Lunch consists of store-bought cornmeal muffins served with hot dogs cut into fingerjoint-sized pieces, and bright orange carrot sticks. The muffins have a sticky-fake sweetness. Rage forgotten, Kamla devours her meal with a contented, tuneless singing. She has slopped grape juice down the front of her bathing suit. She looks at me over the top of her cup. It’s a calm, ancient gaze, and it unnerves me utterly.
Babette has slushed her grape juice and mine with vodka and lots of ice. “Remember Purple Cows?” she asks. “How sick we got on them at Frosh Week in first year?”
“What’s Frosh Week?” asks Kamla.
“It’s the first week of university, love. University is big people’s school.”
“Yes, I do know what a university is,” pipes the child. Sometimes Kamla speaks in oddly complete sentences. “But what in the world is a frosh?”
“It’s short for freshman,” I tell her. “Those are people going to university for the first time.”
“Oh.” She returns to trying to stab her hot dog chunks with a sharp spear of carrot. Over the top of her head, I smile vaguely at Babette. I sip at the awful drink, gulp down my carrot sticks and sausages. As soon as my plate is empty, I make my excuses. Babette’s eyes look sad as she waves me goodbye from the kitchen table. Sunil is only able to come up to their summer cottage on weekends. When he does so, Babs tells me that he sleeps most of the weekend away, too exhausted from his job to talk much to her, or to play with Kamla on the beach.
On my way out the door, I stop to look back. Kamla is sitting in Babette’s lap. There’s a purple Kamla-sized handprint on Babette’s stained yellow T-shirt. Kamla is slurping down more grape juice, and doesn’t look up as I leave.
* * *
When I reached the age where my friends were starting to spawn like frogs in springtime – or whenever the hell frogs spawn – my unwillingness to do the same became more of a problem. Out on a date once with Sula, a lissom giraffe of a woman with a tongue just as supple, I mentioned that I didn’t intend to have kids. She frowned. Had I ever seen her do that before?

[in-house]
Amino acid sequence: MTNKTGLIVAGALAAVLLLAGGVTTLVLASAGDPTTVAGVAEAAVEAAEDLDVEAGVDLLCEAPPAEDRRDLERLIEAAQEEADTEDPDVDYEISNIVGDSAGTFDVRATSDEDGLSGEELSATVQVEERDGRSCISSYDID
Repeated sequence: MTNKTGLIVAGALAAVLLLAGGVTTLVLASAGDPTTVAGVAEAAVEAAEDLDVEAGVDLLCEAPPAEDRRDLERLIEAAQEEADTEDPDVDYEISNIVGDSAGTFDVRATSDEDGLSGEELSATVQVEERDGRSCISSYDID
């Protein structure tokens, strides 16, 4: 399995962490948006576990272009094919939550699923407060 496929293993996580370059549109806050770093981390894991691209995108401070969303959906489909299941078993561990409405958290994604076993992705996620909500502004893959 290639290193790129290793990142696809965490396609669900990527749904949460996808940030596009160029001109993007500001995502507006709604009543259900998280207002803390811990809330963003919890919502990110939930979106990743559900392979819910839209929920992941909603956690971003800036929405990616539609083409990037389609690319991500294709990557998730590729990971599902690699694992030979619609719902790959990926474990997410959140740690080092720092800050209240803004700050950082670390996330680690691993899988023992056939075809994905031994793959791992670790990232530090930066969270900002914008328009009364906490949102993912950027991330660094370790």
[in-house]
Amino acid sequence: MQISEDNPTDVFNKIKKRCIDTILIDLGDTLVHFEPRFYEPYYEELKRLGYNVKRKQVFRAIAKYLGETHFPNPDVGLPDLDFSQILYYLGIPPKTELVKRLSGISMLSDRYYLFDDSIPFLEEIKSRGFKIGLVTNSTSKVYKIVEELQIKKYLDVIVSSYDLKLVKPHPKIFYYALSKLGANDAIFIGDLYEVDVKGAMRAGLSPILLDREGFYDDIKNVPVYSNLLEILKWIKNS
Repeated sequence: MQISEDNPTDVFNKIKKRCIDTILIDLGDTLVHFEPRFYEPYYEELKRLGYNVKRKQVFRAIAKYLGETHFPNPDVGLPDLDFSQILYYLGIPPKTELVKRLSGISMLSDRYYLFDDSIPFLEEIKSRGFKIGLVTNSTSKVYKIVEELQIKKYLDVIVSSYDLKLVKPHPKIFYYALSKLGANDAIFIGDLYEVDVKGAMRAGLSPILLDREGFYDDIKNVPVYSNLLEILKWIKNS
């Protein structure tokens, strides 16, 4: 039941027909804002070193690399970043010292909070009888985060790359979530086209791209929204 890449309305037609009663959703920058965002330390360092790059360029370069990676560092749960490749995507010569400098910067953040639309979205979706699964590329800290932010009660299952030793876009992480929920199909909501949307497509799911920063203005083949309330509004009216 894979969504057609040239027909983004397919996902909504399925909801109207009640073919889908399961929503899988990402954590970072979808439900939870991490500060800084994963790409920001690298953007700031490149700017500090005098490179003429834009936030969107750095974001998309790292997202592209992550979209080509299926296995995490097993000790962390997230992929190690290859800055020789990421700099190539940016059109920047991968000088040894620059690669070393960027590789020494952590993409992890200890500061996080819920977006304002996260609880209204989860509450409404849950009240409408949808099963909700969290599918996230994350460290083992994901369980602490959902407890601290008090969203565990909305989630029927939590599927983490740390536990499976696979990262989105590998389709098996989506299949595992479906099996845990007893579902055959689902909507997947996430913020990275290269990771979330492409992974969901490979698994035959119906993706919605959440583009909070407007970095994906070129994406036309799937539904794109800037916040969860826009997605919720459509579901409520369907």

“Really?” she said. “Don’t you care about passing on your legacy?”
“You mean my surname?”
She laughed uncomfortably. “You know what I mean.”
“I really don’t. I’m not a king and I’m never going to be rich. I’m not going to leave behind much wealth for someone to inherit. It’s not like I’m building an empire.”
She made a face as though someone had dropped a mouse in her butter churn. “What are you going to do with your life, then?”
“Well,” I chuckled, trying to make a joke of it, “I guess I’m going to go home and put a gun to my head, since I’m clearly no use to myself or anyone else.”
Now she looked like she was smelling something rotten. “Oh, don’t be morbid,” she snapped.
“Huh? It’s morbid to not want kids?”
“No, it’s morbid to think your life has so little value that you might as well kill yourself.”
“Oh, come on, Sula!”
I’d raised my voice above the low-level chatter in the restaurant. The couple at the table closest to us glanced our way. I sighed and continued: “My life has tons of value. I just happen to think it consists of more than my genetic material. Don’t you?”
“I guess.” But she pulled her hand away from mine. She fidgeted with her napkin in her lap. For the rest of dinner, she seemed distracted. She didn’t meet my eye often, though we chatted pleasantly enough. I told her about this bunch of Sioux activists, how they’d been protesting against a university whose archaeology department had dug up one of their ancestral burial sites. I’m Rosebud Sioux on my mum’s side. When the director of the department refused to reconsider, these guys had gone one night to the graveyard where his great-grandmother was buried. They’d dug up her remains, laid out all the bones, labelled them with little tags. They did jail time, but the university returned their ancestors’ remains to the band council.
Sula’s only response to the story was, “Don’t you think the living are more important?” That night’s sex was great. Sula rode me hard and put me away wet. But she wouldn’t stay the night. I curled into the damp spot when she’d left, warming it with my heat. We saw each other two or three times after that, but the zing had gone out of it.
* * *